Vowels and Diphthongs

Each vowel has only one pronunciation and it will be pronounced that way in every Spanish word. Except for the gu and qu combination, there are no silent vowels in Spanish. Some vowels will slur together to create a single sound. These vowel combinations are called diphthongs.

Correct pronunciation of vowels is especially important when you pronounce a word that looks like an English word. Remember, a lot of Spanish words look similar to English words, and some are even spelled exactly the same. However, these cognates are never pronounced exactly like their English equivalents. Also, a Spanish word that is pronounced like an English word will probably be spelled differently in Spanish. When you recognize a cognate, take your time and pronounce the vowels carefully.

Models for vowel pronunciation

A few common Spanish words can serve as models for your pronunciation. Everyone knows how to pronounce the word taco. The letters a and o are always pronounced as they are in taco. A heavy Spanish accent will result in English words like “hat” or “can” sounding more like the English words “hot” or “con.” That is because the native Spanish speaker is saying the letter a the only way it can be said in Spanish. As for the letter o in taco, it is shorter in Spanish and doesn't end in a wa sound.

Another word you have probably learned courtesy of the popularity of Mexican food is burrito. The Spanish vowels u and i are always pronounced as they are in this word.

The final Spanish vowel left to master is the e. It is always pronounced like the e in café. (To see how well you're learning, make sure you are pronouncing the a in café correctly. It should sound like the a in taco.) Also, an e at the end of a word is not silent as it is in the English word “rake.” Remember that there are no silent vowels in Spanish (except for the qu and gu issue), so you must say ay at the end of cognates that end in e.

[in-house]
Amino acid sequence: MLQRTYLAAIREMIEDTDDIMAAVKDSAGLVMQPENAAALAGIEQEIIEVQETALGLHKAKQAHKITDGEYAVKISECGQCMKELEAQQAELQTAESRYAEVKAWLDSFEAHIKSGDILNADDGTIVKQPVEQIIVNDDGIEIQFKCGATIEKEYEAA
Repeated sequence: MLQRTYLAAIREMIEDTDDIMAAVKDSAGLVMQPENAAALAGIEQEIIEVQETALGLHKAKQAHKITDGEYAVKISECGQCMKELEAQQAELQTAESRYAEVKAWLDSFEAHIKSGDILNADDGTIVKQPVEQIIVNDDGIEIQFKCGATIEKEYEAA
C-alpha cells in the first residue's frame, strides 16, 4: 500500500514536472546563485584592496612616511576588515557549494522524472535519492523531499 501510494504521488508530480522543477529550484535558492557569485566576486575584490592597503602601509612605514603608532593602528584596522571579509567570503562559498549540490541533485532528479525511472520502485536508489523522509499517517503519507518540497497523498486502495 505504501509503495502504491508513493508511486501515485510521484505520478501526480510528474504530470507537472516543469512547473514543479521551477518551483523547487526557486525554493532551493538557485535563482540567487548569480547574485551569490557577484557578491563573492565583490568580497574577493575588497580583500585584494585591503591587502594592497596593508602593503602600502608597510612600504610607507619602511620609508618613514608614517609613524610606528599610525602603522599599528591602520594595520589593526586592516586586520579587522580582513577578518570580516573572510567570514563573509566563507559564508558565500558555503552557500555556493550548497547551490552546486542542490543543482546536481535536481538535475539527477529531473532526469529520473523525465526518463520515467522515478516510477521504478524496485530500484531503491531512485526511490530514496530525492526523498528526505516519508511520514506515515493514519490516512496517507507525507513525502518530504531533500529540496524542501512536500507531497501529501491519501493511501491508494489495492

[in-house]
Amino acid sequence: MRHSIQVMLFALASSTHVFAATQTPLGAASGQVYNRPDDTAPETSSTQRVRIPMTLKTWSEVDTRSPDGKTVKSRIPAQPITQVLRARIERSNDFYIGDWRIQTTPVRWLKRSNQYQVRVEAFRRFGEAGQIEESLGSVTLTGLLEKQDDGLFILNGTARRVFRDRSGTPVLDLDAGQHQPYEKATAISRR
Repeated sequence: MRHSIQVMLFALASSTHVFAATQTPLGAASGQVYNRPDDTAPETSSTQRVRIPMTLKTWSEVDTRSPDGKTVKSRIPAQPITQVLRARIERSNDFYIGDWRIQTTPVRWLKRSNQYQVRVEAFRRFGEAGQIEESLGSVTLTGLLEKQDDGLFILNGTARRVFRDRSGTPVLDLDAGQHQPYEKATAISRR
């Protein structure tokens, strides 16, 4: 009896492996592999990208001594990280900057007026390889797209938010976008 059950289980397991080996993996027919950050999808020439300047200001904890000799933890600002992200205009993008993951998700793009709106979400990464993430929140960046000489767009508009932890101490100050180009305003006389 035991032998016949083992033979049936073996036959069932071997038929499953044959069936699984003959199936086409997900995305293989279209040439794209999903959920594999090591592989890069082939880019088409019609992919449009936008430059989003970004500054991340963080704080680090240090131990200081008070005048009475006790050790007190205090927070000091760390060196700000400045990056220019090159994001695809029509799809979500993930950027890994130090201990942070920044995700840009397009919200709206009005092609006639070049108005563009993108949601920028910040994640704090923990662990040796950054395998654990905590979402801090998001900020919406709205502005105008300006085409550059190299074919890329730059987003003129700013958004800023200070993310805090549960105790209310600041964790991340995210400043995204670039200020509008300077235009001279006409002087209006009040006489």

Vowel combinations

The strong vowels are a, o, and e. When two strong vowels appear next to each other in a word, the result is two separate syllables with both vowels strongly pronounced. If one of the strong vowels is used beside a weak vowel ( i or u), the resulting single syllable, called a diphthong, is a slur of the two vowels with the stronger vowel the only one that is clearly heard.

If the weak vowels i and u are combined, the result is one syllable, with the first weak vowel slurred over and the second one fully pronounced. (Remember that, in the battle of the weak vowels, the last one gets stressed.) When a weak vowel precedes a strong vowel, the weak vowel acts as a consonant. The u creates the sound of an English w; the i sounds like the consonant y.

Consonants as vowels

The letter y acts as a vowel only when it stands alone or when it is at the end of the word. In such instances, it is pronounced like the i in burrito. As a consonant, the Spanish y sounds just like it does in the English word “you.”